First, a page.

Even if both those things didn't happen, but the banks simply applied their own lending standards to borrowers, the boom would not have affected so many Joe Soaps, many of whom engaged in property speculation that otherwise would not have.

So we ended up with a lot of highly paid immigrants working in offices, but paradoxically, its this very multi-culturalism and the degradation of the Catholic Church that may allow us throw off our relatively repressed shackles and deal with the issues arising in a creative way - you only had ot look at the budding entrepresneurs on Tubridy last weekend to be impressed with the schools policy and our own home-grown talent.

However if you're looking for the people that made the killing, look at the landowners and their windfall profits from development.
No overheads, no businesses to run, money in the bank -oops - nope, they didn't really get to keep any of it either, but that's another story.

So teak, if you have anything other than off-the-top-of-your-head trolling to contribute to this thread, please do so.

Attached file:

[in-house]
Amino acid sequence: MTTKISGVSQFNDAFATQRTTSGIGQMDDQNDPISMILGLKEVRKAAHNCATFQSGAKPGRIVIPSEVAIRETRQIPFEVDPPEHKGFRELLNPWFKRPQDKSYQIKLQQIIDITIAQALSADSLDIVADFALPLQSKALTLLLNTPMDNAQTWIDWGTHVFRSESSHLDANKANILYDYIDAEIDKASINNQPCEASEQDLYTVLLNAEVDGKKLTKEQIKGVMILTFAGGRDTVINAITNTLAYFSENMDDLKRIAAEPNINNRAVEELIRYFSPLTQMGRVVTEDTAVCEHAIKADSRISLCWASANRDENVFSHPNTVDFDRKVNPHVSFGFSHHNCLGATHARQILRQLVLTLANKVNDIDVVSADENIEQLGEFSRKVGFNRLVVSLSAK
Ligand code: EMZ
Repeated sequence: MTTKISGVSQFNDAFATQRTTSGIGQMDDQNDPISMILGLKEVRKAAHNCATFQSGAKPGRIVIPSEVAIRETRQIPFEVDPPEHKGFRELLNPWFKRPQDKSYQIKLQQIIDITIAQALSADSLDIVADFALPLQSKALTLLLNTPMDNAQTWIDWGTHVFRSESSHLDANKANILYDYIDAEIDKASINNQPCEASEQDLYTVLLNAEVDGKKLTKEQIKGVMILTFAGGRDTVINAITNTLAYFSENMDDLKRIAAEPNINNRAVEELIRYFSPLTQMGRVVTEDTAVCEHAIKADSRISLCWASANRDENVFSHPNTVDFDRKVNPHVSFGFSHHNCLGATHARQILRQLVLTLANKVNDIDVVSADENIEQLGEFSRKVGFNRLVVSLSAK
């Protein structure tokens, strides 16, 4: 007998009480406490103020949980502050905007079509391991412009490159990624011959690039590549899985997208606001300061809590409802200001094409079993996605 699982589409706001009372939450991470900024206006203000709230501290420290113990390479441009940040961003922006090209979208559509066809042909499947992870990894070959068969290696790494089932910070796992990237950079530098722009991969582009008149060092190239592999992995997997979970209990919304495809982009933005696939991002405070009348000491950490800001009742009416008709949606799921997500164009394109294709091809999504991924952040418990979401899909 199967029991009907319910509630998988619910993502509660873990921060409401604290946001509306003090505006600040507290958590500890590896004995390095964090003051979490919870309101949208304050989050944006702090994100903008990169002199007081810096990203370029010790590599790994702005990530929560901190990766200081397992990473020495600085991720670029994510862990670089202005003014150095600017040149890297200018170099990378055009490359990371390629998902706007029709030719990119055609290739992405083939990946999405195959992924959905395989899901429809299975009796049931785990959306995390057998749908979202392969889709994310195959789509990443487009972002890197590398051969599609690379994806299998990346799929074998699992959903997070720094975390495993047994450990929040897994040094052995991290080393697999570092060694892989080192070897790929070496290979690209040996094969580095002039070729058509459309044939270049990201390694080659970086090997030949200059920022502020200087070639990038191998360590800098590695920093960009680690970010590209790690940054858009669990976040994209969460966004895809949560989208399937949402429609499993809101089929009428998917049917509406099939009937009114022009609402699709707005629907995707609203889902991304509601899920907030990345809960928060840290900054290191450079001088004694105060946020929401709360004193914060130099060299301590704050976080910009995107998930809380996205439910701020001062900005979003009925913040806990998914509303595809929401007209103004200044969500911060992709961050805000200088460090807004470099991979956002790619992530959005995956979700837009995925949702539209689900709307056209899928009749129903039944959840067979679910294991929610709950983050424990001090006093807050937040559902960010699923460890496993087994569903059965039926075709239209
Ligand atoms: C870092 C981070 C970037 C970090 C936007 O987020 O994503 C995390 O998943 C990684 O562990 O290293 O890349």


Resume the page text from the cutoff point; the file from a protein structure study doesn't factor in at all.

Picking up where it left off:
Fee figures are available from the RIAI, but only statistically for their Members, and as such aren't backed up by transparent reporting.
My fee figures have never approached 20% or anything like it, even on the biggest private house we've ever done, for our wealthiest client.
Conversely, architects quoting stratospheric figures on once-off time-consuming work may not reflect the general fee level attracted to an office.
And if they did make a buck, good luck to them, because judging from the disaster we are facing in the profession, they were few and far between.

As we used say in the Newsgroups PPOSTFU.

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Re: We have all been massively wronged and should protest

Postby onq » Wed Apr 21, 2010 9:08 am

BTW teak, looking again at your comments, it really boils down to support for a FF government.

You're not an FF shill, are you, sent to monitor disgruntled Architects' forums?

Just asking, because your comments about travellers are something I'd expect from an off duty Garda in the 1980's or a politician with a country base.